RAND has released a new report by Stacie L. Pettyjohn and Becca Wasser on Competing in the Gray Zone: Russian Tactics and Western Responses. This addresses two major sets of research questions: first, “How are gray zone activities defined? What are different types of gray zone tactics?” and second “Where are vulnerabilities to gray zone tactics in Europe? What are those vulnerabilities?”
Recent events in Crimea and the Donbass in eastern Ukraine have upended relations between Russia and the West, specifically the North Atlantic Treaty Organization (NATO) and the European Union (EU). Although Russia’s actions in Ukraine were, for the most part, acts of outright aggression, Russia has been aiming to destabilize both its “near abroad” — the former Soviet states except for the Baltics — and wider Europe through the use of ambiguous “gray zone” tactics. These tactics include everything from propaganda and disinformation to election interference and the incitement of violence.
To better understand where there are vulnerabilities to Russian gray zone tactics in Europe and how to effectively counter them, the RAND Corporation ran a series of war games. These games comprised a Russian (Red) team, which was tasked with expanding its influence and undermining NATO unity, competing against a European (Green) team and a U.S. (Blue) team, which were aiming to defend their allies from Red’s gray zone activities without provoking an outright war. In these games, the authors of this report observed patterns of behavior from the three teams that are broadly consistent with what has been observed in the real world. This report presents key insights from these games and from the research effort that informed them.
While the study is interesting enough as it is, RAND has also released a second 45 page monograph by Becca Wasser, Jenny Oberholtzer, Stacie L. Pettyjohn, and William Mackenzie that outlines the gaming methodology adopted: Gaming Gray Zone Tactics: Design Considerations for a Structured Strategic Game.
- Can a game model gray zone competition in a empirically ground sound yet playable way?
- What is the game design process for developing a structured strategic game for a complex political-military issue that simultaneously operates in two different time horizons?
- How can structured strategic gaming help researchers gain an understanding of adversary gray zone tactics and tools?
To explore how Russia could use gray zone tactics and to what effect, the authors of this report developed a strategic-level structured card game examining a gray zone competition between Russia and the West in the Balkans. In these games, the Russian player seeks to expand its influence and undermine NATO unity while competing against a European team and a U.S. team seeking to defend their allies from Russia’s gray zone activities without provoking an outright war. This report details the authors’ development of this game, including key design decisions, elements of the game, how the game is played, and the undergirding research approach. The authors conclude with recommendations for future applications of the game design.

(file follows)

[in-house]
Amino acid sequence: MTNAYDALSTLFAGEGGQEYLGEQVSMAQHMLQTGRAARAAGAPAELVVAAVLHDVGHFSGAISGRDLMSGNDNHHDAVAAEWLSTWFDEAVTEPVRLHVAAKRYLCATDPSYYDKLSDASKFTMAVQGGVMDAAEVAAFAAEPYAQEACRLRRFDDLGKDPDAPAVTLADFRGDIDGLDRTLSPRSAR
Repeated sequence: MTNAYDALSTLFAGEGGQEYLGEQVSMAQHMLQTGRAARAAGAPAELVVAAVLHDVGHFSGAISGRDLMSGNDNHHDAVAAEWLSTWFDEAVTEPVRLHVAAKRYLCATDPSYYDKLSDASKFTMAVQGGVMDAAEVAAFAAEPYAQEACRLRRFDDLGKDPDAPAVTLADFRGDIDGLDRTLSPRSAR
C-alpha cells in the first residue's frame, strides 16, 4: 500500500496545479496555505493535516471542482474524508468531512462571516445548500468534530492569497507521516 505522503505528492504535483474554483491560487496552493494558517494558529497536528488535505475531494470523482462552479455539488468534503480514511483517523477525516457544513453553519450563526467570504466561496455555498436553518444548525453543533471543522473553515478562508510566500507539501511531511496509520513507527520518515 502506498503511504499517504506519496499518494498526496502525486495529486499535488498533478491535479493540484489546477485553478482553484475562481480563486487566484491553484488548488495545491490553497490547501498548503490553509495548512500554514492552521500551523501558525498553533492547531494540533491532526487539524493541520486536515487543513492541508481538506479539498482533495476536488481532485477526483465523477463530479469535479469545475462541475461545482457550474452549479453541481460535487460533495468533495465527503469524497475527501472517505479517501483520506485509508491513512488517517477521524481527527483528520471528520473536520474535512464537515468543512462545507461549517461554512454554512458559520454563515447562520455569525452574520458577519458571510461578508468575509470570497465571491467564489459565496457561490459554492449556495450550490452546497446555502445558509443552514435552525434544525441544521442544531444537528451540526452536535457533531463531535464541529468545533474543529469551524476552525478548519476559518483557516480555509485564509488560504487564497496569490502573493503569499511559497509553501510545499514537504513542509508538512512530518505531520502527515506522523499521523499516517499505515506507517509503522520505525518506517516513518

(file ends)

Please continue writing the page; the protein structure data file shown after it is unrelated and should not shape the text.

The Balkans gray zone game demonstrated that structured strategy games are useful exploratory tools and this model could be adapted for other contexts and adversaries.
- While the gray zone remains a murky topic, this game demonstrated that it was feasible to break the gray zone down into concrete parts, to conduct research on each of these parts, and to link these components to create a playable strategic game that yielded useful insights.
- The scoped and structured approach to this game allowed for enough structure to keep discussions on track and provided links between inputs and outputs while still allowing for creativity, flexibility, and transparency.
- This gray zone game can be adapted to focus on different regions or adversaries, could include additional allies, or could be made into a three-way competition.
The RAND team started with a series of matrix games to scope out the problem, and then progressed to semi-structured game. Finally, they moved on to creating a structured, three-sided (US, Europe, Russia) gray zone board game focused on the Balkans.
Countries were tracked for governance quality and diplomatic-political orientation, as well as economic dependence (on Russia) and media freedom.
Players acted through a deck of action cards, each specific to the actor(s) they represented. Potential Russian (RED) actions are shown above, and sample cards below)
The report discusses the game design approaches taken, assesses their utility, and concludes with some suggestions as to future modifications.
All-in-all, it is a rare and outstanding example of serious game designers fully documenting their game design approach and research methods so as to inform future work on the issue. Kudos to all!
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